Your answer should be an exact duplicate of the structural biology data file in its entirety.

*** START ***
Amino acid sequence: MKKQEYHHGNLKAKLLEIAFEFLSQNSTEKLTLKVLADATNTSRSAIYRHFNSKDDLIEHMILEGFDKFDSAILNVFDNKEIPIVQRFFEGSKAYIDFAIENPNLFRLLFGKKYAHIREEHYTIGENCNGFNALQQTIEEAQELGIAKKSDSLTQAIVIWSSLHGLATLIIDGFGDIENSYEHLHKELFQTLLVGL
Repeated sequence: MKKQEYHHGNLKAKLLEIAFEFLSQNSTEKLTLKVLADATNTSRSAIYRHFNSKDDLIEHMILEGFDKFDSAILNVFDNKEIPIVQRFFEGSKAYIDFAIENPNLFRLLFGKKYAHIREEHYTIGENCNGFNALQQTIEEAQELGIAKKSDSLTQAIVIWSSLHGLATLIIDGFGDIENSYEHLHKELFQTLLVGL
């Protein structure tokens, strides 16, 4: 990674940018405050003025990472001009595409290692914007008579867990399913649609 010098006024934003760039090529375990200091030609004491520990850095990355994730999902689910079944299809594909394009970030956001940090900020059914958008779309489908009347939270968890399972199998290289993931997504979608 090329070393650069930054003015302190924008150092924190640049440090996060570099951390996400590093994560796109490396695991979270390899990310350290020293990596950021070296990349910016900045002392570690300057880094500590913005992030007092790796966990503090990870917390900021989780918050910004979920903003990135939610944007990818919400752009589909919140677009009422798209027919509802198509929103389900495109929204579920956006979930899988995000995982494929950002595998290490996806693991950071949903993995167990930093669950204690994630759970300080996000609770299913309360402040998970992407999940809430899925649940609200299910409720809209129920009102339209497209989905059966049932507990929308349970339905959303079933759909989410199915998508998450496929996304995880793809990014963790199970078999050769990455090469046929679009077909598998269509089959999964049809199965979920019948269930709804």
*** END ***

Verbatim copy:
Amino acid sequence: MKKQEYHHGNLKAKLLEIAFEFLSQNSTEKLTLKVLADATNTSRSAIYRHFNSKDDLIEHMILEGFDKFDSAILNVFDNKEIPIVQRFFEGSKAYIDFAIENPNLFRLLFGKKYAHIREEHYTIGENCNGFNALQQTIEEAQELGIAKKSDSLTQAIVIWSSLHGLATLIIDGFGDIENSYEHLHKELFQTLLVGL
Repeated sequence: MKKQEYHHGNLKAKLLEIAFEFLSQNSTEKLTLKVLADATNTSRSAIYRHFNSKDDLIEHMILEGFDKFDSAILNVFDNKEIPIVQRFFEGSKAYIDFAIENPNLFRLLFGKKYAHIREEHYTIGENCNGFNALQQTIEEAQELGIAKKSDSLTQAIVIWSSLHGLATLIIDGFGDIENSYEHLHKELFQTLLVGL
């Protein structure tokens, strides 16, 4: 990674940018405050003025990472001009595409290692914007008579867990399913649609 010098006024934003760039090529375990200091030609004491520990850095990355994730999902689910079944299809594909394009970030956001940090900020059914958008779309489908009347939270968890399972199998290289993931997504979608 090329070393650069930054003015302190924008150092924190640049440090996060570099951390996400590093994560796109490396695991979270390899990310350290020293990596950021070296990349910016900045002392570690300057880094500590913005992030007092790796966990503090990870917390900021989780918050910004979920903003990135939610944007990818919400752009589909919140677009009422798209027919509802198509929103389900495109929204579920956006979930899988995000995982494929950002595998290490996806693991950071949903993995167990930093669950204690994630759970300080996000609770299913309360402040998970992407999940809430899925649940609200299910409720809209129920009102339209497209989905059966049932507990929308349970339905959303079933759909989410199915998508998450496929996304995880793809990014963790199970078999050769990455090469046929679009077909598998269509089959999964049809199965979920019948269930709804």